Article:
• Investment Taxation

Norbert’s Gambit at NBCN

It’s been over two years since I first wrote about using Norbert’s gambit in client accounts to cheaply convert Canadian dollars to US dollars (and vice-versa).  Various white papers followed, showing DIYers how to get around the big banks’ high currency conversion costs.  I even spoke with a few advisors and portfolio managers who had recently started implementing gambits in their own client accounts.

After the switch-over from TD Waterhouse Institutional Services (TDWIS) to National Bank Correspondent Network (NBCN) in early 2014, I was forced to learn the process at yet another brokerage firm.  I still tend to favour the Horizons ETF products (rather than inter-listed stocks) when converting currencies, but this choice is totally up to the advisor.  I’ll start off by briefly discussing the products I use and then go through the various steps required to implement the Norbert’s gambit in a taxable NBCN account.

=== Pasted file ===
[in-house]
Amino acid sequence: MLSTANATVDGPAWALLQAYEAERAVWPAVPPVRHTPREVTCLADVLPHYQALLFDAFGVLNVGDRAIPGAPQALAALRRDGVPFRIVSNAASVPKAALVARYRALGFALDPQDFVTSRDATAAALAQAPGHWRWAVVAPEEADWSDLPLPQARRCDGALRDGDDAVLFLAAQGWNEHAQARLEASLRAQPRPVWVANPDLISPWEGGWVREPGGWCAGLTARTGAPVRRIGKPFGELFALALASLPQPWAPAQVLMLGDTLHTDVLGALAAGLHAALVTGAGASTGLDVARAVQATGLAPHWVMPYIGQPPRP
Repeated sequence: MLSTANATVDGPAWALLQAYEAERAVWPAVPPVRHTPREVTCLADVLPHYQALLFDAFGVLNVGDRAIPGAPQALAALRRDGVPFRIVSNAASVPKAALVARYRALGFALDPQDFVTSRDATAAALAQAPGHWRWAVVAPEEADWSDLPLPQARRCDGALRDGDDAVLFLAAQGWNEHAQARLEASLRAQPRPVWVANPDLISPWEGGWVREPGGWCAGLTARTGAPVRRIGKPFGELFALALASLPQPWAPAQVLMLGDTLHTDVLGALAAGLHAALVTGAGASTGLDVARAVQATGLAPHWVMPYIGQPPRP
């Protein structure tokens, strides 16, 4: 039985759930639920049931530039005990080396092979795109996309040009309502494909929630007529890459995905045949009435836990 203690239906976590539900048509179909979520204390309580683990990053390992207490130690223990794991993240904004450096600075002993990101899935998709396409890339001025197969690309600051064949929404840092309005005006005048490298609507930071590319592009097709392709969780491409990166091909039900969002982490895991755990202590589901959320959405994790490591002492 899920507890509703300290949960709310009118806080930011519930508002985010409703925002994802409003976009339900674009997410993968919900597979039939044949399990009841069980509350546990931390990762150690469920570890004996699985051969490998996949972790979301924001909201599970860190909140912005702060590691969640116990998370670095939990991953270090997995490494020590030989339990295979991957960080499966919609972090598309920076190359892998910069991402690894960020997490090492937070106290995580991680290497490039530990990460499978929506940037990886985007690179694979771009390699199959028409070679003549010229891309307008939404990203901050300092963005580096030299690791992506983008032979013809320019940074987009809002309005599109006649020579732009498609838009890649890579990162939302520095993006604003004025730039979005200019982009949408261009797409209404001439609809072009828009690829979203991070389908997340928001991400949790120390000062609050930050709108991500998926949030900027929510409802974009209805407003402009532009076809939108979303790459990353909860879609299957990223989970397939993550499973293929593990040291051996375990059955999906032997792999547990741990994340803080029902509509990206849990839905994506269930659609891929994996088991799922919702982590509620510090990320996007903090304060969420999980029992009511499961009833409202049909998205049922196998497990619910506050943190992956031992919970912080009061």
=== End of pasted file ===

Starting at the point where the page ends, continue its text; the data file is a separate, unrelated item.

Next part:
The Horizons U.S. Dollar Currency ETF (DLR) is an ETF that holds cash and cash equivalents that are denominated in U.S. dollars.  It is traded on the TSX and priced and transacted in Canadian dollars.

The Horizons U.S. Dollar Currency ETF (US$) (DLR.U) is the exact same ETF as DLR.  It holds cash and cash equivalents that are denominated in U.S. dollars and also trades on the TSX.  The only difference is that it is priced and transacted in U.S. dollars.

Both DLR and DLR.U have the same International Securities Identification Numbers (ISIN), which is basically the DNA of the security.  The first two characters are the country code (CA), the next nine characters are the Committee on Uniform Securities Identification Procedures (CUSIP) number (44049C302), and the final character is the check digit (1).

ETF Ticker Market ISIN
Horizons U.S. Dollar Currency ETF DLR Canadian CA44049C3021